Camp Z : How British Intelligence Broke Hitler's Deputy
On 10 May 1941 Rudolph Hess, then the Deputy Fuhrer, parachuted over Renfrewshire in Scotland on a mission to meet with the Duke of Hamilton, ostensibly to broker a peace deal with the British government. After being held in the Tower of London, he was transferred to Mytchett Place near Aldershot on 20 May, under the codename of 'Z'. The house was fitted with microphones and sound recording equipment, guarded by a battalion of soldiers and codenamed Camp Z.
Churchill's instructions were that Hess should be strictly isolated, and that every effort should be taken to get any information out of him that might be useful. During the ensuing thirteen months a psychological battle was waged between intelligence officers using the new Freudian techniques of 'dynamic psychologies', and the man who had been a heartbeat away from Hitler. Stephen McGinty uses new documentation, contemporaneous reports, diaries, letters and memos to piece together a riveting account of the claustrophobia, paranoia and high-stakes gamesmanship being played out in an English country house.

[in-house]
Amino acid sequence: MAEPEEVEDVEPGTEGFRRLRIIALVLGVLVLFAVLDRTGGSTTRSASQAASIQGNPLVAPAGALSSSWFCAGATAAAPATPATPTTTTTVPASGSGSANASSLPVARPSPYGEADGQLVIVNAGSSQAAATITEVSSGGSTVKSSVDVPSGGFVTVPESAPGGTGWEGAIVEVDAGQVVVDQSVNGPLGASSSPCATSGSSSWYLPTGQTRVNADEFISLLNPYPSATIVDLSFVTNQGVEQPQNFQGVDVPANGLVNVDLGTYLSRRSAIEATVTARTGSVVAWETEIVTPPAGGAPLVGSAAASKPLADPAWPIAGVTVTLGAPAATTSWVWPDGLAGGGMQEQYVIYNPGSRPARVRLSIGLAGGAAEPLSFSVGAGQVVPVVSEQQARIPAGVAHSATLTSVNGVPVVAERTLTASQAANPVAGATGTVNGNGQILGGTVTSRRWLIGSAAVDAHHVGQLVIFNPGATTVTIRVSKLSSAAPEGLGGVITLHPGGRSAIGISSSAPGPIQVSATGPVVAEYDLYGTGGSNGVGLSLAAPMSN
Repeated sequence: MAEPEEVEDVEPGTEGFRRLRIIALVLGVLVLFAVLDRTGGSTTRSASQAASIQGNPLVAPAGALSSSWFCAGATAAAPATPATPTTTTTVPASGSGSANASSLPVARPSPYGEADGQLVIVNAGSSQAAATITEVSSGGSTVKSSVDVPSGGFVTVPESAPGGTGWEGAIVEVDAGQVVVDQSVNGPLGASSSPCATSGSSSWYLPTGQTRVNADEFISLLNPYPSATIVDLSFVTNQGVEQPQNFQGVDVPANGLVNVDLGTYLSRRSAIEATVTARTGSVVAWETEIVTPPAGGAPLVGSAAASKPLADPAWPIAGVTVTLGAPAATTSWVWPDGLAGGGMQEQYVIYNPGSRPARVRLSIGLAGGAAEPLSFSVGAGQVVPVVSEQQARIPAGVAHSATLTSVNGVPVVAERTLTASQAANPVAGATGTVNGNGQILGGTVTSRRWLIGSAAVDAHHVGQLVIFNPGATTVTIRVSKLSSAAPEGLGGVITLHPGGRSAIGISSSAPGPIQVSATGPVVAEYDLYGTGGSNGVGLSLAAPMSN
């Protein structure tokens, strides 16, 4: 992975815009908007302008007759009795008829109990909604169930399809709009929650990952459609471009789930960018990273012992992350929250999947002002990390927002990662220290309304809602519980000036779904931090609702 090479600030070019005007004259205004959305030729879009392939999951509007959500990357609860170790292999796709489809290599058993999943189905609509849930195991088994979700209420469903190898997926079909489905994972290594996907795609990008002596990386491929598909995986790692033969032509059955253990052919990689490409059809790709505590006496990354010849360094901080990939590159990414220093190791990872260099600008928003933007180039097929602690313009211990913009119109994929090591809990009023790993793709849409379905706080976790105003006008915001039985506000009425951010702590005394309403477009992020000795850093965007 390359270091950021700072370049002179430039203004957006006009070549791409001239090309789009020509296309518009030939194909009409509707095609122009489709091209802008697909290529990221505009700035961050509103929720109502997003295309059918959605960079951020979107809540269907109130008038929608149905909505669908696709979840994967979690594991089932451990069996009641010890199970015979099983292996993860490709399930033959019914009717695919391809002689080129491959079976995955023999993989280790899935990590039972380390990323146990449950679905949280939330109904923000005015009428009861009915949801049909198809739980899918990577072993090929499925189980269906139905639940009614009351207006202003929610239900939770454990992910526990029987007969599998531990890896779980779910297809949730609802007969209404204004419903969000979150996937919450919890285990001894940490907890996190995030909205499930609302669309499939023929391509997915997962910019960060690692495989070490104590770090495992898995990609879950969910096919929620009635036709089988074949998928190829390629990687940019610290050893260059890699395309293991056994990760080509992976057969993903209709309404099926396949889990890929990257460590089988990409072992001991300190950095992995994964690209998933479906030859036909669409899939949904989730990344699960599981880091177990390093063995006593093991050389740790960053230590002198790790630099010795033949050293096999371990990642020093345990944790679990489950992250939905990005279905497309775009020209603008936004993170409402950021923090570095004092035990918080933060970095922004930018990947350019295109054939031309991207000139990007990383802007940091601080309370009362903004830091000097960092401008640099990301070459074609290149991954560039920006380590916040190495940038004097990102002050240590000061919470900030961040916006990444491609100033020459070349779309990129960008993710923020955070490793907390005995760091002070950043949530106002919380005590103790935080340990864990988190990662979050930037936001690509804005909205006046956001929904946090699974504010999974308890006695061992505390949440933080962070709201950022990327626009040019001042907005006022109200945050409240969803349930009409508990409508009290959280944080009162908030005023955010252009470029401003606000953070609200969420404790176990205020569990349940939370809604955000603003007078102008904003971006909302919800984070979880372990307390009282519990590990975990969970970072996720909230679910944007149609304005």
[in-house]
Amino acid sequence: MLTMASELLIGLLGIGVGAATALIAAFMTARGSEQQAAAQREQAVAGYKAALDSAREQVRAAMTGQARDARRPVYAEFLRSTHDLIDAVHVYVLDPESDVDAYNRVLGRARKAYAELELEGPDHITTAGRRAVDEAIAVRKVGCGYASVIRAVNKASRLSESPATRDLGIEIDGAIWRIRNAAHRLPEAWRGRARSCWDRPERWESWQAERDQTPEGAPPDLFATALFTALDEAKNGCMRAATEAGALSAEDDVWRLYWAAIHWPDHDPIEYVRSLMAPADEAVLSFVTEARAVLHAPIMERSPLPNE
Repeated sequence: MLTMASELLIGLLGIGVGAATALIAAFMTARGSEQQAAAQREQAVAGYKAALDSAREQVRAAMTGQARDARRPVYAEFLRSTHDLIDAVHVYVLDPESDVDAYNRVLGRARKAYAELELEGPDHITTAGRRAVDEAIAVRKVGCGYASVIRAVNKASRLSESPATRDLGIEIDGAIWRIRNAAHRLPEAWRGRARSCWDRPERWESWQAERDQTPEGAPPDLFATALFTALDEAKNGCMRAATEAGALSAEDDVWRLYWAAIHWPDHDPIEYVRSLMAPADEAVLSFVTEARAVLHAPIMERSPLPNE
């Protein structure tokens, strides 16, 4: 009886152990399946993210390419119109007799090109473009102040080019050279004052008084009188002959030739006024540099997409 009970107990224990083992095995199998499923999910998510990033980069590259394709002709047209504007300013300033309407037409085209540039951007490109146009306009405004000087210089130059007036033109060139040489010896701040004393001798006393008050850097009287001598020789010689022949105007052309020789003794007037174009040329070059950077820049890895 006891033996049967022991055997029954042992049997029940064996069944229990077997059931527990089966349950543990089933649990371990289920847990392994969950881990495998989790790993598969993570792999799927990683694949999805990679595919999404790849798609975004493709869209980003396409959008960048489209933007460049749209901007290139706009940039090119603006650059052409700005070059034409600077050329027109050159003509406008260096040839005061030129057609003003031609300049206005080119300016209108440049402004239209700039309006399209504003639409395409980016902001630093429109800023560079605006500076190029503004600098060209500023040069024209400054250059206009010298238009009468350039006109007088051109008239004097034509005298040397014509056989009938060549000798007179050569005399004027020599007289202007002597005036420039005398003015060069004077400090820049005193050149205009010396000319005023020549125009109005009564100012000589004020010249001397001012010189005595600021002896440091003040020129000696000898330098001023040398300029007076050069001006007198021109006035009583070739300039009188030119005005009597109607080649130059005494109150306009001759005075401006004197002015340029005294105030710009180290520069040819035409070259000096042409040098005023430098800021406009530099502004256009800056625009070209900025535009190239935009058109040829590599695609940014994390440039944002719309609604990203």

CAMP Z is a 'locked room mystery' where the 'locked room' is a man's head, and information which could help change the course of the Second World War lies inside a mind which no one can decide, with any degree of confidence, is either sane or insane. Hess was given a life sentence at the Nuremberg Trials, and from 1966 to his death in 1987 he was the sole remaining prisoner of Spandau Prison.
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